It was shedding season. Kommando Kitty (who has adopted me as her main human) is a cross between a Siamese and something Siberian, I’m sure. She has medium short hair that molds against her body. And more of it than I have seen on any cat except my parents’ Norwegian Forest cat. She even has fur between her toes. And it’s really fine fur – sticks to everything.

I would brush her whenever we sat together. Did wonders for her coat; not so much for my sinuses. As you might imagine, I was distraught. It was the first time I had a problem around any animal and it was mine! She cuddles in my arms every night before she goes to the foot of the bed. She watches TV on my lap.

My family laughed at me because it was “my” cat who was giving me problems. The calico seemed to be hypo-allergenic. Until I brushed her and got the fur all over me.

All you cat people probably know that cats are at their friendliest during shedding season. The loose fur itches and they want to get rid of it, preferably all over you. You skirtch them and get handfuls of fur. You brush them and empty the brush multiple times before it comes back fur-free.

We had a cat that I would brush downstairs before going to bed. We’d go upstairs and when I scratched her back, I still got handfuls of fur. This would go on for days. Then magically stop. The biggest problem was the amount of fur in the trash. It looked like we were trying to grow a new cat.

I was still totally traumatized by my new affliction when I realized it had stopped. Kommando continues to rub her face against me, but my sinuses are clear. That’s weird – everyone knows that allergies to cats are caused by their dander, not the furs themselves.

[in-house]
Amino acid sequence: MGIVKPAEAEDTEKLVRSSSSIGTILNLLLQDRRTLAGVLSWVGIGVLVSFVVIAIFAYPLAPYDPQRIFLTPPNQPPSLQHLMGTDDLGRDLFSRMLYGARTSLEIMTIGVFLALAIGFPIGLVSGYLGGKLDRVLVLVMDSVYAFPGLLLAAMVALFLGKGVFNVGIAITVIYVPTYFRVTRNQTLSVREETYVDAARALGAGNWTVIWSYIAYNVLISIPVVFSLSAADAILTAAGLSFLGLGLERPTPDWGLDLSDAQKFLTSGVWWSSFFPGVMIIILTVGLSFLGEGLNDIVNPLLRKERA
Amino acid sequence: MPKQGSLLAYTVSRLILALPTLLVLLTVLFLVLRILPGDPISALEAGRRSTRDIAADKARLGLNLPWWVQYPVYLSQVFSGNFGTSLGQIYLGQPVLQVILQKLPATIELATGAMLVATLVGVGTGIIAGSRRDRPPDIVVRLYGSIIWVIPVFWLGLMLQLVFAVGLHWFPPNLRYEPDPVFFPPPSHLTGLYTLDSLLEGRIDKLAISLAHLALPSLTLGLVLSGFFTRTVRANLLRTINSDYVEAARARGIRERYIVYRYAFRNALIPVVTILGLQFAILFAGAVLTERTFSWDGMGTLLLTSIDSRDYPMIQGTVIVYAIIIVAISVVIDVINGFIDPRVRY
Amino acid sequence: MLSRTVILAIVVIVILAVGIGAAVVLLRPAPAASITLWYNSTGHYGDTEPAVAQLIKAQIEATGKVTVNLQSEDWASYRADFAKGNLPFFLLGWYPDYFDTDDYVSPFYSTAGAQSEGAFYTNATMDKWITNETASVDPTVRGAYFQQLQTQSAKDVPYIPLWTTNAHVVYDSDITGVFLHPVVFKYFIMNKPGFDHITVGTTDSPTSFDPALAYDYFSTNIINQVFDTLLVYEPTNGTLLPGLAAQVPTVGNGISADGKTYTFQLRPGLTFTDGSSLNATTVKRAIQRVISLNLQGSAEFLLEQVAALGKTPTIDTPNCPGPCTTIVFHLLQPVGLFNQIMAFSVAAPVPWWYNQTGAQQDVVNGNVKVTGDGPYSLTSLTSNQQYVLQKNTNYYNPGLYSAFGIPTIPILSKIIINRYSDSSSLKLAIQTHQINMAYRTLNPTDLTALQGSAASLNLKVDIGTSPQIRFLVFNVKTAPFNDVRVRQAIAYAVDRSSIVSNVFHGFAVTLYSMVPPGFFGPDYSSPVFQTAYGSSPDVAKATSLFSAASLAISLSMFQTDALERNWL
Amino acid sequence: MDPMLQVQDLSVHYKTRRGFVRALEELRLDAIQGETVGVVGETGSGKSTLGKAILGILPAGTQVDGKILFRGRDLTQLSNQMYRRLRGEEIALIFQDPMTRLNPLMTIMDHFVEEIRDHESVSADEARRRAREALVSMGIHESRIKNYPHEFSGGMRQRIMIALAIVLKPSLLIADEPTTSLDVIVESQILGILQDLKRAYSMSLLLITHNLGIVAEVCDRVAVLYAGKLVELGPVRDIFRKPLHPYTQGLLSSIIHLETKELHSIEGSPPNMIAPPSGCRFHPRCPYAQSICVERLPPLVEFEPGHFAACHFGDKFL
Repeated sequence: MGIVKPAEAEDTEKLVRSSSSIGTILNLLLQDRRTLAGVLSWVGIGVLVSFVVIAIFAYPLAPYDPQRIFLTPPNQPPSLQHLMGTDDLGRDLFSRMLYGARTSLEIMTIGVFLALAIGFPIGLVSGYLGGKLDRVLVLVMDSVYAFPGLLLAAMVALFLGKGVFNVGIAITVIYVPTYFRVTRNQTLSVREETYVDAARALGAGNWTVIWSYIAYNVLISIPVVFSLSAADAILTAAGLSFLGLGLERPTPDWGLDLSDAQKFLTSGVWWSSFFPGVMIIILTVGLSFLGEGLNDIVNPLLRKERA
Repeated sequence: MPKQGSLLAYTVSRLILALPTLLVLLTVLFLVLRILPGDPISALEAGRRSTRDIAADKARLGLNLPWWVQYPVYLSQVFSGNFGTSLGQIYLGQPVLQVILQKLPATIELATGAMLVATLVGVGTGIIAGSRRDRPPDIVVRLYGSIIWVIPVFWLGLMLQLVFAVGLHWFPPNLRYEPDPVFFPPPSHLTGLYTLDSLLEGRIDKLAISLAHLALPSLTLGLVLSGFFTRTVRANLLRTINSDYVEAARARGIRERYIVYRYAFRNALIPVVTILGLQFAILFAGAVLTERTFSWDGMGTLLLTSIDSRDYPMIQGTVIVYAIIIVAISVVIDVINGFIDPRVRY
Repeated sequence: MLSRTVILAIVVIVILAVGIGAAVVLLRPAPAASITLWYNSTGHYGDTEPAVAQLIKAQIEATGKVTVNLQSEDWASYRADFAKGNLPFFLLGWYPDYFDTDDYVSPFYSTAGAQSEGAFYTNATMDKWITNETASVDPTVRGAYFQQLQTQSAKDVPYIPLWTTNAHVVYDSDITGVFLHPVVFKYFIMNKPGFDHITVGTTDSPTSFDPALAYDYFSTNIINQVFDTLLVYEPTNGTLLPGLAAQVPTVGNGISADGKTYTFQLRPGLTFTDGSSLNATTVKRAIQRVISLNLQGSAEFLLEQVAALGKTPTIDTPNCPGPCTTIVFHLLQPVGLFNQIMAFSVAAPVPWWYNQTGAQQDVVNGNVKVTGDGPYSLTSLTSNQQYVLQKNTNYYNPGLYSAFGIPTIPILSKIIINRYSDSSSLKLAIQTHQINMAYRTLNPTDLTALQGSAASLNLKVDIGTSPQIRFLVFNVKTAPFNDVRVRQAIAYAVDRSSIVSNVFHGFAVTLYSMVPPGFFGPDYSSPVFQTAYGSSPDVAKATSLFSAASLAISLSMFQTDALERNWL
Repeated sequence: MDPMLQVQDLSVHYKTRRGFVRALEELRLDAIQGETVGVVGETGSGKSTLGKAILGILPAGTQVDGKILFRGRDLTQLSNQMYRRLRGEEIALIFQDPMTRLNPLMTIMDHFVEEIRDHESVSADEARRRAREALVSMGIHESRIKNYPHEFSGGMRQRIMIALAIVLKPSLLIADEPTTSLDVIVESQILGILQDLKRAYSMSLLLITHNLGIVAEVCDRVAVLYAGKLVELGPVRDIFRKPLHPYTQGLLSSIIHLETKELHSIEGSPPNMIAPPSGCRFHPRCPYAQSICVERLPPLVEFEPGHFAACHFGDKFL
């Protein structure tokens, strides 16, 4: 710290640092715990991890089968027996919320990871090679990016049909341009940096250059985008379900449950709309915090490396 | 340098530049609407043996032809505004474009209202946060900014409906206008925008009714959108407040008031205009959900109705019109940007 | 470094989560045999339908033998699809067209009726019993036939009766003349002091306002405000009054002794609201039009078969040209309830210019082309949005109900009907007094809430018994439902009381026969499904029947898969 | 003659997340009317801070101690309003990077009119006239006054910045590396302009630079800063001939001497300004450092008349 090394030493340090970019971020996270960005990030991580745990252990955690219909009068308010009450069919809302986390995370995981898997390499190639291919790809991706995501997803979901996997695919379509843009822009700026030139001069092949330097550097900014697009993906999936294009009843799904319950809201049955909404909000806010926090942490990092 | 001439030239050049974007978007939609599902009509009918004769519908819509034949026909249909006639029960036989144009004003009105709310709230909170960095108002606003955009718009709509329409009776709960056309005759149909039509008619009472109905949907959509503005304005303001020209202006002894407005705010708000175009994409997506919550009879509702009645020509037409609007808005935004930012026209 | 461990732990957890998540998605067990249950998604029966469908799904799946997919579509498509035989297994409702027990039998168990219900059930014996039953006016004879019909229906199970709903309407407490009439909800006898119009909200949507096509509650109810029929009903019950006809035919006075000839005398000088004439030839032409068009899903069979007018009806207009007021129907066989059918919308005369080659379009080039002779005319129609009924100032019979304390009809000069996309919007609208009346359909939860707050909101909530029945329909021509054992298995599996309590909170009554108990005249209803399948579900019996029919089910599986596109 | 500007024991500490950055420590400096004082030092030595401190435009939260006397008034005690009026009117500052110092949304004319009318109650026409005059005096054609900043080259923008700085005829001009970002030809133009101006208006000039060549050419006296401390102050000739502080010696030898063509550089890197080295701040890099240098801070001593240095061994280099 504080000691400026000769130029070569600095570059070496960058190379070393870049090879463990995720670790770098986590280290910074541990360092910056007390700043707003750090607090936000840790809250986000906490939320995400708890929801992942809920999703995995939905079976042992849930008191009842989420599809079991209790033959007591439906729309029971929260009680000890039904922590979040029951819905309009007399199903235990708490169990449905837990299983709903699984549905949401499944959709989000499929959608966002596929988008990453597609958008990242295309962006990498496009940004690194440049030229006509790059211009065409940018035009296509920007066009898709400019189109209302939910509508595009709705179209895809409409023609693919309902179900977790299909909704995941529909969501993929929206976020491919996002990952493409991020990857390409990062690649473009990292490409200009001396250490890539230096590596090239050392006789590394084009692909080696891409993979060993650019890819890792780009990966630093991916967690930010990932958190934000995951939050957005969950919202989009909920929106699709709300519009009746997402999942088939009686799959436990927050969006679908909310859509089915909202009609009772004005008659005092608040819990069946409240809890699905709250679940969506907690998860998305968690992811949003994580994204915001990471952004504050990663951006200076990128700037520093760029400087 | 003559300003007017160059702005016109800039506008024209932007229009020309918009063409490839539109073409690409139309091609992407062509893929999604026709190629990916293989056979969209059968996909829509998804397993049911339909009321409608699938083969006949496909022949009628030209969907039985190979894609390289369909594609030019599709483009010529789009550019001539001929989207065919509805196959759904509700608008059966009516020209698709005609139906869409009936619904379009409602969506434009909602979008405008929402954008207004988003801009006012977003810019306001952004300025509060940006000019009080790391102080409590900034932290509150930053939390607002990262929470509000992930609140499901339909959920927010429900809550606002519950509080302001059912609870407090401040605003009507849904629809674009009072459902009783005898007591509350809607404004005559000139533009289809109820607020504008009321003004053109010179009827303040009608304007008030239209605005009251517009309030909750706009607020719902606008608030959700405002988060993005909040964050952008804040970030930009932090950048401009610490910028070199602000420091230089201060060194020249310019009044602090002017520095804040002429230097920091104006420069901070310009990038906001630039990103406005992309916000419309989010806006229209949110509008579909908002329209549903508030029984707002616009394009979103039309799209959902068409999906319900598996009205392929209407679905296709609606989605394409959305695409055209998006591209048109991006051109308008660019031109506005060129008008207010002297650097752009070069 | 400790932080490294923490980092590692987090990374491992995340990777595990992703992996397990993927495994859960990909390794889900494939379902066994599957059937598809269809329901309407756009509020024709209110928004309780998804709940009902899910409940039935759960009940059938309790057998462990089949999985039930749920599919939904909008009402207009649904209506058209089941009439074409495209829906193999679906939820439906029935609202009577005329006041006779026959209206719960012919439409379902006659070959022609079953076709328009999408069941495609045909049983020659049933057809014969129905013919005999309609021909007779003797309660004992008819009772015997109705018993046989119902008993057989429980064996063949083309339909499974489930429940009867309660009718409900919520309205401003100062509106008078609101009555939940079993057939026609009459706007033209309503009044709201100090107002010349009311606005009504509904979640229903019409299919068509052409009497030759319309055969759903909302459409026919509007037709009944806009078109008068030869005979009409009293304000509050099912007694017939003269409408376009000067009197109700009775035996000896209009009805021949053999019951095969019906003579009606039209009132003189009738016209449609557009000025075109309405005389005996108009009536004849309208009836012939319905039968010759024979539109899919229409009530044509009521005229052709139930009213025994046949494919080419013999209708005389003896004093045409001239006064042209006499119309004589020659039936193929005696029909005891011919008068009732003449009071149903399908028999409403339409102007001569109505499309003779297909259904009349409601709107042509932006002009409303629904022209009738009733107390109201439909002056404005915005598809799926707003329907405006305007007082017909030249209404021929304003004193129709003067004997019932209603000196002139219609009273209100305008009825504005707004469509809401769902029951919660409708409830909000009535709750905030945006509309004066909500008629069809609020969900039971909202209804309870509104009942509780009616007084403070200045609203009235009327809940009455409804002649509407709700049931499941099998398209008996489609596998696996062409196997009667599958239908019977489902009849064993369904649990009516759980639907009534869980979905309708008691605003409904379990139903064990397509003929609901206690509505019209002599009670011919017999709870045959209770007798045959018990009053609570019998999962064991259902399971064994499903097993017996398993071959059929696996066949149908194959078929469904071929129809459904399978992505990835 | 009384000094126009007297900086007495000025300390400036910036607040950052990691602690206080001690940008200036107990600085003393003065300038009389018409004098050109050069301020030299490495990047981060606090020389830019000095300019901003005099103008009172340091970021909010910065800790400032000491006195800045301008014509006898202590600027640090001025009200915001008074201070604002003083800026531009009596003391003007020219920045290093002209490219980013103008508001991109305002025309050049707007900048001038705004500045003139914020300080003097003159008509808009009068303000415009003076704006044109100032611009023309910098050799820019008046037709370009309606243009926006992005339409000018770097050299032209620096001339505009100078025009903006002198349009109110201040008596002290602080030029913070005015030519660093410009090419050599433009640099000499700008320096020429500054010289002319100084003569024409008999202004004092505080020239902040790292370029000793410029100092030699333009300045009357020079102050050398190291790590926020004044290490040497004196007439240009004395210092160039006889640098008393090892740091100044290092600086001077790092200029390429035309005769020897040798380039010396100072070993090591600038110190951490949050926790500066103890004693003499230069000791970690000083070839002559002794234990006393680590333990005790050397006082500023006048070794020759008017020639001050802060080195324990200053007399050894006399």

But as you know, I’m a little unique. Apparently the allergy is not very severe. It only activates when I look like a yeti in cat fur. I’ll wait until fall to test my theory. The cats shed the summer fur in the fall to get in their winter furs, so it’s not as severe. If I’m OK between now and then but start to react, I’ll know I’m right.

If that’s the problem, I have a choice between shaving them and vacuuming them during shedding season. Obviously, cleaning my clothes after brushing is not an option. That is a lot of work. Bathing isn’t an option. I’d have to do it daily for two weeks. I need my blood.

Same issue with shaving. Both the cat and I would need a transfusion at the end. Me from her teeth and claws. Her from me trying to shave her. Besides, it took Kommando several months to grow back her fur after she was fixed. Guess it’s hard to get all those furs through the skin at the same time. She’d just get furry in time to get shaved again. And she’d look funny.

So vacuuming it is. It may be a little tricky. They both hate the vacuum cleaner. Maybe I can use the little ones they have  for computers. Probably not, I think those blow air not suck it in.

Hmmmm. Think I’ll stick with the theory that they just spent too much time in the basement with the mold this spring.